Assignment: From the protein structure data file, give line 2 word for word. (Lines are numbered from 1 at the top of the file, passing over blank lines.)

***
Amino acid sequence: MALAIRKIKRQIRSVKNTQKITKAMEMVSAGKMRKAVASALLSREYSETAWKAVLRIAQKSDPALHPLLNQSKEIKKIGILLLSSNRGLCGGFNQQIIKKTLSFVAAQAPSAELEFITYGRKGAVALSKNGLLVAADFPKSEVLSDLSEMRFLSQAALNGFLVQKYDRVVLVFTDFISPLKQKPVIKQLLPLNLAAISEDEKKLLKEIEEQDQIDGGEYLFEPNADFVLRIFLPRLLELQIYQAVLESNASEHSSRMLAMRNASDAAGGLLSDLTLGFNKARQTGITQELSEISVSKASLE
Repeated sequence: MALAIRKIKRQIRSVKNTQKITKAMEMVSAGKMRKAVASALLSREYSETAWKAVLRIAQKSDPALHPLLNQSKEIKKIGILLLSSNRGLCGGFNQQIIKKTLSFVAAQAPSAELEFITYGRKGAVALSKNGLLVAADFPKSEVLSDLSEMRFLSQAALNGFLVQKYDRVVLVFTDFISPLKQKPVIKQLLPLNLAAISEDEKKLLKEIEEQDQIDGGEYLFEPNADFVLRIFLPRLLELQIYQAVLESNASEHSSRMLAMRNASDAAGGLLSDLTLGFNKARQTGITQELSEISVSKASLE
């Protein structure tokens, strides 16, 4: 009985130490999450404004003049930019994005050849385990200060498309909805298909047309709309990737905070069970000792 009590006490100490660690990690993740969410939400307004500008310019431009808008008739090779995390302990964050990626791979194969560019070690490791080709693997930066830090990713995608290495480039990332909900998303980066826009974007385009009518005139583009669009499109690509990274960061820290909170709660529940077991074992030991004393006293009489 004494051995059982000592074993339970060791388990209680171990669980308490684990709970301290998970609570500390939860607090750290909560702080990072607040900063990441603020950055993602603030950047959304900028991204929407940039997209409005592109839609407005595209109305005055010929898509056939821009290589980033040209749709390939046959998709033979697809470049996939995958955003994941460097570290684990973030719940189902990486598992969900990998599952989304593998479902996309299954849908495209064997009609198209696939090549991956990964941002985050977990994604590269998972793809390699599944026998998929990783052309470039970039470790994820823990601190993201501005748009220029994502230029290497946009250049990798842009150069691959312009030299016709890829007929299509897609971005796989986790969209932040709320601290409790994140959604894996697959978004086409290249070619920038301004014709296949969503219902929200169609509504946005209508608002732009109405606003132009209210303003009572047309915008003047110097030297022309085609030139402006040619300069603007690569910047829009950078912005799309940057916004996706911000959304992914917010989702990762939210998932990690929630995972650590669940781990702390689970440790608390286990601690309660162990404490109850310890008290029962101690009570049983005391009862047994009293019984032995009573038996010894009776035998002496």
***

Repeated sequence: MALAIRKIKRQIRSVKNTQKITKAMEMVSAGKMRKAVASALLSREYSETAWKAVLRIAQKSDPALHPLLNQSKEIKKIGILLLSSNRGLCGGFNQQIIKKTLSFVAAQAPSAELEFITYGRKGAVALSKNGLLVAADFPKSEVLSDLSEMRFLSQAALNGFLVQKYDRVVLVFTDFISPLKQKPVIKQLLPLNLAAISEDEKKLLKEIEEQDQIDGGEYLFEPNADFVLRIFLPRLLELQIYQAVLESNASEHSSRMLAMRNASDAAGGLLSDLTLGFNKARQTGITQELSEISVSKASLE